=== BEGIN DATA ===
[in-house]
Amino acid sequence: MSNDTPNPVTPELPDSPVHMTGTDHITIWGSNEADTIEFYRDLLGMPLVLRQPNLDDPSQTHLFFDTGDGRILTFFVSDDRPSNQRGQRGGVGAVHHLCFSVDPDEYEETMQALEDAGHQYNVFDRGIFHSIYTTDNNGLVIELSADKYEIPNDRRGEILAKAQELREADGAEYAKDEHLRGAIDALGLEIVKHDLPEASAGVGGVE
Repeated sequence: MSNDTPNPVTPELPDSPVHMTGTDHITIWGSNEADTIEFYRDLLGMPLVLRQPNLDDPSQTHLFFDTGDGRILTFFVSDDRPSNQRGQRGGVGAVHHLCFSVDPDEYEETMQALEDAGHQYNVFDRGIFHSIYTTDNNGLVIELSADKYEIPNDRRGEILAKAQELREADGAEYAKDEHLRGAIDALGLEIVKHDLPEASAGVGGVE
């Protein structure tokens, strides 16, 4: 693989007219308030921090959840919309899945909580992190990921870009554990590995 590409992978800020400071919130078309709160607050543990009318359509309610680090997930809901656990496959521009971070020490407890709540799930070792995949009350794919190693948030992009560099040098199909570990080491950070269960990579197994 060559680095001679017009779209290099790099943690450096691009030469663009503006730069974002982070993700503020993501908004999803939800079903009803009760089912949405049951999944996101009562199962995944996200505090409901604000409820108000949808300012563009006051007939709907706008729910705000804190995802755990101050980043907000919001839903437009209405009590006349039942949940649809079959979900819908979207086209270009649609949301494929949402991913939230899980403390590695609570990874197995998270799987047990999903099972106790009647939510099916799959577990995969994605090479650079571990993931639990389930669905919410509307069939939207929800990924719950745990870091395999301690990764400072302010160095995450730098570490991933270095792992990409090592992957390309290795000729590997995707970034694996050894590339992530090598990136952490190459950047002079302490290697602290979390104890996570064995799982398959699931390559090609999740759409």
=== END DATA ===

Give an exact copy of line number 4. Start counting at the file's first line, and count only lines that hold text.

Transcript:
């Protein structure tokens, strides 16, 4: 693989007219308030921090959840919309899945909580992190990921870009554990590995 590409992978800020400071919130078309709160607050543990009318359509309610680090997930809901656990496959521009971070020490407890709540799930070792995949009350794919190693948030992009560099040098199909570990080491950070269960990579197994 060559680095001679017009779209290099790099943690450096691009030469663009503006730069974002982070993700503020993501908004999803939800079903009803009760089912949405049951999944996101009562199962995944996200505090409901604000409820108000949808300012563009006051007939709907706008729910705000804190995802755990101050980043907000919001839903437009209405009590006349039942949940649809079959979900819908979207086209270009649609949301494929949402991913939230899980403390590695609570990874197995998270799987047990999903099972106790009647939510099916799959577990995969994605090479650079571990993931639990389930669905919410509307069939939207929800990924719950745990870091395999301690990764400072302010160095995450730098570490991933270095792992990409090592992957390309290795000729590997995707970034694996050894590339992530090598990136952490190459950047002079302490290697602290979390104890996570064995799982398959699931390559090609999740759409």